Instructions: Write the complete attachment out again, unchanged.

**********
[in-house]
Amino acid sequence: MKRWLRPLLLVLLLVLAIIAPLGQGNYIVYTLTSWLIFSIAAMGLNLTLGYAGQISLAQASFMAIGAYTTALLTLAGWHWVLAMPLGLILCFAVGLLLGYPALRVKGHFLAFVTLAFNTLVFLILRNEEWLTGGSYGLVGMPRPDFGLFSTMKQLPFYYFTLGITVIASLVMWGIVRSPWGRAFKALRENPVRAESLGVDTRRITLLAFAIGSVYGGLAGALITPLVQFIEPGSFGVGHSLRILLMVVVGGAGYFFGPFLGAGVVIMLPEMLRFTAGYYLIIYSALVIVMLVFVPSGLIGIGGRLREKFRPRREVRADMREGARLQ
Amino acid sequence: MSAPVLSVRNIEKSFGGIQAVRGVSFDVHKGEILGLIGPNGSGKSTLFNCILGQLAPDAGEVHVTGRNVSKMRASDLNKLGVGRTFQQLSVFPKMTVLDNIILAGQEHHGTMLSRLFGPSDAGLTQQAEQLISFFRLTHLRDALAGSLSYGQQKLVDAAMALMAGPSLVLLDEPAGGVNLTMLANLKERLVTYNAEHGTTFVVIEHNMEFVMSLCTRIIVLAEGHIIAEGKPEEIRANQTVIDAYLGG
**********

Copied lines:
[in-house]
Amino acid sequence: MKRWLRPLLLVLLLVLAIIAPLGQGNYIVYTLTSWLIFSIAAMGLNLTLGYAGQISLAQASFMAIGAYTTALLTLAGWHWVLAMPLGLILCFAVGLLLGYPALRVKGHFLAFVTLAFNTLVFLILRNEEWLTGGSYGLVGMPRPDFGLFSTMKQLPFYYFTLGITVIASLVMWGIVRSPWGRAFKALRENPVRAESLGVDTRRITLLAFAIGSVYGGLAGALITPLVQFIEPGSFGVGHSLRILLMVVVGGAGYFFGPFLGAGVVIMLPEMLRFTAGYYLIIYSALVIVMLVFVPSGLIGIGGRLREKFRPRREVRADMREGARLQ
Amino acid sequence: MSAPVLSVRNIEKSFGGIQAVRGVSFDVHKGEILGLIGPNGSGKSTLFNCILGQLAPDAGEVHVTGRNVSKMRASDLNKLGVGRTFQQLSVFPKMTVLDNIILAGQEHHGTMLSRLFGPSDAGLTQQAEQLISFFRLTHLRDALAGSLSYGQQKLVDAAMALMAGPSLVLLDEPAGGVNLTMLANLKERLVTYNAEHGTTFVVIEHNMEFVMSLCTRIIVLAEGHIIAEGKPEEIRANQTVIDAYLGG